Lacotid (faked name) is a white crystalline powder used in medicine. The synthesis of Lacotid is a two stage process: 1) synthesis 2) crystallization. The synthesis of the raw products is performed in a methanol solution (MeOH). A slurry of the raw product is then pumped into a new container where crystallization takes place. Crystallization is performed by gradually adding isopropanol (C3H7OH) to the slurry. The producers of Lacotid wanted to increase the yield and make the production more optimal and stable, as there was a yield of only 50% and large variations in quality. After some initial experiments the factory concluded that the main variations occurred in the crystallization stage. They therefore planned to improve the monitoring of the crystallization process to ensure stable and optimal production of Lacotid with respect to yield and quality. To achieve this they first needed to find which process parameters have significant effects on the yield.
It was decided to study the crystallization process using a factorial experimental design to determine the main effects. Some parameters were assumed to have little or no effect on yield and quality, and were thus not investigated. In factorial designs all X-variables take only two values (high or low), because the goal is to investigate if Y is affected by a change in each X-variable. Because of problems in keeping some of the variables at their planned levels, the data couldn't be analyzed by the traditional methods used to analyze experimental designs. They therefore had to work with the real x-values and use a PLS model instead to interpret the variable relationships.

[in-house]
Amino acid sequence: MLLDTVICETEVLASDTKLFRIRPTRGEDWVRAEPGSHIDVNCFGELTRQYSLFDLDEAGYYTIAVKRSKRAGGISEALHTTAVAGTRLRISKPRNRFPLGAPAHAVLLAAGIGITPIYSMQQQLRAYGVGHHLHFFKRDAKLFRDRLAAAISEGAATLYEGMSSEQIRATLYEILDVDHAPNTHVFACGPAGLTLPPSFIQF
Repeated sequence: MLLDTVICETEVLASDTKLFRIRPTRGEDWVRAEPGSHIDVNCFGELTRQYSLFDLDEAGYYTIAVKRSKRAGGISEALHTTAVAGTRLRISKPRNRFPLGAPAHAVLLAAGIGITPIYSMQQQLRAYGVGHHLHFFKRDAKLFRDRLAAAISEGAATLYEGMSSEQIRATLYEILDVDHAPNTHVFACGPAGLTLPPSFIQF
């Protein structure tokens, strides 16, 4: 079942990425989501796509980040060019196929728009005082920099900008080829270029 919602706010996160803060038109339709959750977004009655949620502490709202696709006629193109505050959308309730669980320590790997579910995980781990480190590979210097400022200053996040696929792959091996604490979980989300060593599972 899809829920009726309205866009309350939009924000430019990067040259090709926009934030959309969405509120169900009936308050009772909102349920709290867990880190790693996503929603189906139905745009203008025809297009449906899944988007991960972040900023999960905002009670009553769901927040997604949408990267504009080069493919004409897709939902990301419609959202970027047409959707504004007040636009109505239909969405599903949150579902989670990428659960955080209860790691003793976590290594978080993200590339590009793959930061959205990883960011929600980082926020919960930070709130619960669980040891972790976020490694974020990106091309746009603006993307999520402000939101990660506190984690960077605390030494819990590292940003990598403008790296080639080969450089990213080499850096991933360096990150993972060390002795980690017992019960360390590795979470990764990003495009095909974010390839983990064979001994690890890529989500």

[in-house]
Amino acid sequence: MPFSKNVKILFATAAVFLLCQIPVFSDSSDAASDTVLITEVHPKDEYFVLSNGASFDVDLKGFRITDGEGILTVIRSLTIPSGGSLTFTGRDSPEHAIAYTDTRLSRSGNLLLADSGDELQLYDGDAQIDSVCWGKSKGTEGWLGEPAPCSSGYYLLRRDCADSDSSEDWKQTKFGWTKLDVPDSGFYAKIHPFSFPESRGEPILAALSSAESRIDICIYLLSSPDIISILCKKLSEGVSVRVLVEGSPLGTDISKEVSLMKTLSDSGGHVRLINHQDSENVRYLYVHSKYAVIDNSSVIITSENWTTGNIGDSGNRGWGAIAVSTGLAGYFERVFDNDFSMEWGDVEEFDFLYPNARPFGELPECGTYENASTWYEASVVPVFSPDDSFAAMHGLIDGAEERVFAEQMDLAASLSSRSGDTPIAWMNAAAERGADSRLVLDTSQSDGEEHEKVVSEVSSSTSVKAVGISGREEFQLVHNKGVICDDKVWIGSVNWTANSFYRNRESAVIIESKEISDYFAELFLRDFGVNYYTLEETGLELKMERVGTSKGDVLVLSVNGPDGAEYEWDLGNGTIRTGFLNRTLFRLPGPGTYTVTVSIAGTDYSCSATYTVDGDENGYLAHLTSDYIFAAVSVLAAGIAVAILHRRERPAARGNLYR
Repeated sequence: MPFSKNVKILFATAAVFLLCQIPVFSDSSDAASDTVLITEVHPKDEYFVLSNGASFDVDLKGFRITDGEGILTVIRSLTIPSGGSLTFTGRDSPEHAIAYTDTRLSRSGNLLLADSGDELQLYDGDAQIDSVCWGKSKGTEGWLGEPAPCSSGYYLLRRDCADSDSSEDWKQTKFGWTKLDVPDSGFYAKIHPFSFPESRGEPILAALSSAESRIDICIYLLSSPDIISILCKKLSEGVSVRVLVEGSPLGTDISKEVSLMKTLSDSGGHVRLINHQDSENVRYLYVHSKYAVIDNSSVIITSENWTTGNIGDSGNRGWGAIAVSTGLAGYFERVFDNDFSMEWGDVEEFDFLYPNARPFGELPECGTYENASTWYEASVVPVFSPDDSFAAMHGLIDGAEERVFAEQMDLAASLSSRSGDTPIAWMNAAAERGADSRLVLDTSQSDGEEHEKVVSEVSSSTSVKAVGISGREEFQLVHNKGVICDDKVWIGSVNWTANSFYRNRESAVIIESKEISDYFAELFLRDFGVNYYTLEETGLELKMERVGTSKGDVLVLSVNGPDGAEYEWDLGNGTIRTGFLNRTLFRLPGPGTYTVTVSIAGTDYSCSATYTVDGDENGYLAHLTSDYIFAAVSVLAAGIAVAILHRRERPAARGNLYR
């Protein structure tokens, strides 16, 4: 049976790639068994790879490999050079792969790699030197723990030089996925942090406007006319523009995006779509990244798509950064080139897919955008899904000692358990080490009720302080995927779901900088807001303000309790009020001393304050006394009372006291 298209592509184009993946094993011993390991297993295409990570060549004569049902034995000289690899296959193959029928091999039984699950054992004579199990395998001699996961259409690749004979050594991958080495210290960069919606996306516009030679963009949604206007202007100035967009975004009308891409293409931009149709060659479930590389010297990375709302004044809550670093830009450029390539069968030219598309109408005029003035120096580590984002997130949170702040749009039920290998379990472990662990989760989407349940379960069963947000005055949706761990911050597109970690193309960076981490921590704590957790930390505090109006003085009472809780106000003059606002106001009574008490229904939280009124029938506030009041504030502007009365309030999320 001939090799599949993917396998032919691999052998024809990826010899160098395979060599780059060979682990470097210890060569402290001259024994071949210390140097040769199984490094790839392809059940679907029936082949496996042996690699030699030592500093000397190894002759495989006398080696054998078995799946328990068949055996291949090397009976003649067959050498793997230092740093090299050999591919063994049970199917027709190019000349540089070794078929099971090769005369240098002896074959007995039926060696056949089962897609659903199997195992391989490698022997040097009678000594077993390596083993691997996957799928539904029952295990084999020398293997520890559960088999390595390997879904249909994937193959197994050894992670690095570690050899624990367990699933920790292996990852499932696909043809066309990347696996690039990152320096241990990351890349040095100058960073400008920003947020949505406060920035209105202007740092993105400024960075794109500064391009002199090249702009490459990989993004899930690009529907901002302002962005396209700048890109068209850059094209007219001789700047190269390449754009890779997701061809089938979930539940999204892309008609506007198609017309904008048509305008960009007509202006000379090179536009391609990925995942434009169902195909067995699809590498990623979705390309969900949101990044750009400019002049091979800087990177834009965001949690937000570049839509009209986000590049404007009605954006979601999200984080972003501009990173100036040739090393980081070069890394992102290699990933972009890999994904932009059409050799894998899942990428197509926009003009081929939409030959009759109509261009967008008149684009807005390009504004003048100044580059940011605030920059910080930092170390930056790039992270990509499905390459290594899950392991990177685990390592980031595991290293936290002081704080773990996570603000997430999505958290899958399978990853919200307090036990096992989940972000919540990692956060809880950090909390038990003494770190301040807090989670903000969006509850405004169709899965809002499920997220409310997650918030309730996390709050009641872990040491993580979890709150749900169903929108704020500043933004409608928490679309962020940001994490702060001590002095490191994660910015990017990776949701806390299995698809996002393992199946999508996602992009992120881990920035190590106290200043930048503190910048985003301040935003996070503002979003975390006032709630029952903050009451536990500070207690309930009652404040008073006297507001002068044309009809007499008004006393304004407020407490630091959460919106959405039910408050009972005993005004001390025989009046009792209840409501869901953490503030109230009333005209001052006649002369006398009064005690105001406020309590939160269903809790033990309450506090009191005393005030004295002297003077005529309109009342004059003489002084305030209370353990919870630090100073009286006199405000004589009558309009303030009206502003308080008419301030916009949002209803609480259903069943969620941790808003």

Explained variance as a function of the number of PLS-components.
The first component describes 75% of the variance of the Yield (the rest of Methanol at start and the proportion of Methanol in the solution), see figure above.
The loading plot suggests variable X1 and X2 as the most important for the Yield in the first PLS component. X6, the lowest crystallization temperature has some contribution in PC2.
The loading plot shows important variables and correlations
From the loading plot it is clear that variable X1 and X2 covary. We can't say if they also interact, unless we add the variable X1*X2 in the X-matrix. The high degree of explained Y-variance (80% at 2 PCs) without the interaction term suggests that this is not a significant effect.
X4 stirring speed, X5 feed velocity and X7 the duration of the temperature has little effect on the crystallization, and do not need to be better controlled.